Brominated flame retardants
represent a commodity of growing importance, and represent the largest use of bromine. When the brominated material burns, the flame retardant produces hydrobromic acid
which interferes in the radical chain reaction
of the oxidation
reaction of the fire. The mechanism is that the highly reactive hydrogen oxygen and hydroxy radicals react with hydrobromic acid and form less reactive bromine radicals (free bromine atoms). These also react with radicals in the first to help terminate the reaction.
The bromine-containing compounds can be placed in the polymers either during polymerization
if a small amount of brominated monomer is added or the bromine containing compound is added after polymerization. Tetrabromobisphenol A
can be added to produce polyesters
or epoxy resins. Epoxy used in printed circuit boards
(PCB) are normally made from flame retardant resins, indicated by the FR in the abbreviation of the products (FR-4
. Vinyl bromide
can be used in the production of polyethylene
. Decabromodiphenyl ether
can be added to the final polymers.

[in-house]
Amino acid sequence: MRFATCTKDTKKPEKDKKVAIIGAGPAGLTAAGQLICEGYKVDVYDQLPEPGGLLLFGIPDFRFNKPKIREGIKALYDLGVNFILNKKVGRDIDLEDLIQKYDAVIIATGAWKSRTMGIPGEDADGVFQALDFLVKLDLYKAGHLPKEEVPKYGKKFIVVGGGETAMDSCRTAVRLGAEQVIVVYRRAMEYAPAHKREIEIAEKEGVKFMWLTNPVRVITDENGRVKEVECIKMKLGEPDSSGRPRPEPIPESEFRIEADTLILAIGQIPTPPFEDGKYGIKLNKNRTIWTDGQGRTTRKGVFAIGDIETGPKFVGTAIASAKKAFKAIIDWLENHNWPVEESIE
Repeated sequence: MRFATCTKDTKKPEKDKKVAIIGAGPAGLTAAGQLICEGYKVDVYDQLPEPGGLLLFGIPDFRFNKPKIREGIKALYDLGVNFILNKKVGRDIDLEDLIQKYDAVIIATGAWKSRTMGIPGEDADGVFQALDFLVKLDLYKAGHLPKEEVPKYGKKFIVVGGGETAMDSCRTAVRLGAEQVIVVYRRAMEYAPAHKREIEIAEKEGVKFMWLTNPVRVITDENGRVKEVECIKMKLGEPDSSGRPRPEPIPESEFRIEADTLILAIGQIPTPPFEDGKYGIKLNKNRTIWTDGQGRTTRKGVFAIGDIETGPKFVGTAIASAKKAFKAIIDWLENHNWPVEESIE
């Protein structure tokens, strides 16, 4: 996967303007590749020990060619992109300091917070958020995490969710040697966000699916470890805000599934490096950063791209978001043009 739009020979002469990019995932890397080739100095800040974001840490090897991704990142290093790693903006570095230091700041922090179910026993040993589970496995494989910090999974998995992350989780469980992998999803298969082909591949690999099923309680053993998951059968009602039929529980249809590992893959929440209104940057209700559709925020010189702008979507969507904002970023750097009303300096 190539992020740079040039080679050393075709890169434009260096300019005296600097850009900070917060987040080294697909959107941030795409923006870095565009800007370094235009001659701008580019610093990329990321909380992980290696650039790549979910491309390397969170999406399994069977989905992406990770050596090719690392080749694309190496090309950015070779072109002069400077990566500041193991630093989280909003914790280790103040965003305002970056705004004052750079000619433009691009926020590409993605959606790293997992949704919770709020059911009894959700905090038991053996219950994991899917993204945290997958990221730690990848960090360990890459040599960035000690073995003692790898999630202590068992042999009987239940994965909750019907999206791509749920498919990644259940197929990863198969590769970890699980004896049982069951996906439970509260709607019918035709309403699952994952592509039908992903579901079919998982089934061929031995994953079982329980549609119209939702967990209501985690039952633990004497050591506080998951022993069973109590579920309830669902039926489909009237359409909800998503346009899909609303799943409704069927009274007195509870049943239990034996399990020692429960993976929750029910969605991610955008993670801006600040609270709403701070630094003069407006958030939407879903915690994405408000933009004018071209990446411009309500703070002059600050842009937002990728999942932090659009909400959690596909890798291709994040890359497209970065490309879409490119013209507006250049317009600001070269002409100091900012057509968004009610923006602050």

was an additive in gasolines
containing lead anti-engine knocking
agents. It scavenges lead by forming volatile lead bromide, which is exhausted from the engine. This application accounted for 77% of the bromine uses in 1966 in the US. This application has declined since the 1970s due to environmental regulations.
Ethylene bromide is also used as a fumigant, but again this application is declining.
These volatile organobromine compounds are all now regulated as ozone depletion
agents (see below).
Poisonous methyl bromide
was widely used as pesticide
soil and to fumagate housing, by the tenting method. The Montreal Protocol on Substances that Deplete the Ozone
scheduled the phase out for the ozone depleting
chemical by 2005, and it is no longer used (in housing fumagation it has been replaced by such compounds as sulfuryl fluoride
, which contain neither the chlorine or bromine organics which harm ozone). Prior to the Montreal protocol in 1991 (for example) an estimated 35,000 metric tons of the chemical were used to control nematodes
and other soil-borne diseases.
Medical and veterinary
compounds, especially potassium bromide
, were frequently used as general sedatives in the 19th and early 20th century. Bromides in the form of simple salts are still used as anticonvulsants, in both veterinary and human medicine.